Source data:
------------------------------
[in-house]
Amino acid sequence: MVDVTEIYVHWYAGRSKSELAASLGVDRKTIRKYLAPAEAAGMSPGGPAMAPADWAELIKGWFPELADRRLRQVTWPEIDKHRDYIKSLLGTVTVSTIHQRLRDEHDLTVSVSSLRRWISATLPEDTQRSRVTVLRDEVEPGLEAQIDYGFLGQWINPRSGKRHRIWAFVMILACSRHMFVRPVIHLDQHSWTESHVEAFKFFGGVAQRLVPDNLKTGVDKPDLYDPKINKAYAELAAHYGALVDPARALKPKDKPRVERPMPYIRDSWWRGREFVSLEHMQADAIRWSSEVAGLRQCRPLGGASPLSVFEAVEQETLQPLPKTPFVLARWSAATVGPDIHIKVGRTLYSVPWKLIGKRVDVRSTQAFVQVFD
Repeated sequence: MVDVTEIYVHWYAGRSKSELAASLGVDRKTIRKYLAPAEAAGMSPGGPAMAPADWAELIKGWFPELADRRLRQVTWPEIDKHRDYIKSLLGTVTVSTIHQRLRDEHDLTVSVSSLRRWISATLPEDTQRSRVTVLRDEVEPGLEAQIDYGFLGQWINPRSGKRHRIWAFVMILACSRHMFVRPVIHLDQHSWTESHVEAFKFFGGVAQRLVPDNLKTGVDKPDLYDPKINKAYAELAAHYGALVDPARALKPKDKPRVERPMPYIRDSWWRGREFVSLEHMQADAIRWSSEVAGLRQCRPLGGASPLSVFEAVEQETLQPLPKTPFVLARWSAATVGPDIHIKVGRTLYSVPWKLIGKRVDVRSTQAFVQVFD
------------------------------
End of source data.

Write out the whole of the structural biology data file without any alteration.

[in-house]
Amino acid sequence: MVDVTEIYVHWYAGRSKSELAASLGVDRKTIRKYLAPAEAAGMSPGGPAMAPADWAELIKGWFPELADRRLRQVTWPEIDKHRDYIKSLLGTVTVSTIHQRLRDEHDLTVSVSSLRRWISATLPEDTQRSRVTVLRDEVEPGLEAQIDYGFLGQWINPRSGKRHRIWAFVMILACSRHMFVRPVIHLDQHSWTESHVEAFKFFGGVAQRLVPDNLKTGVDKPDLYDPKINKAYAELAAHYGALVDPARALKPKDKPRVERPMPYIRDSWWRGREFVSLEHMQADAIRWSSEVAGLRQCRPLGGASPLSVFEAVEQETLQPLPKTPFVLARWSAATVGPDIHIKVGRTLYSVPWKLIGKRVDVRSTQAFVQVFD
Repeated sequence: MVDVTEIYVHWYAGRSKSELAASLGVDRKTIRKYLAPAEAAGMSPGGPAMAPADWAELIKGWFPELADRRLRQVTWPEIDKHRDYIKSLLGTVTVSTIHQRLRDEHDLTVSVSSLRRWISATLPEDTQRSRVTVLRDEVEPGLEAQIDYGFLGQWINPRSGKRHRIWAFVMILACSRHMFVRPVIHLDQHSWTESHVEAFKFFGGVAQRLVPDNLKTGVDKPDLYDPKINKAYAELAAHYGALVDPARALKPKDKPRVERPMPYIRDSWWRGREFVSLEHMQADAIRWSSEVAGLRQCRPLGGASPLSVFEAVEQETLQPLPKTPFVLARWSAATVGPDIHIKVGRTLYSVPWKLIGKRVDVRSTQAFVQVFD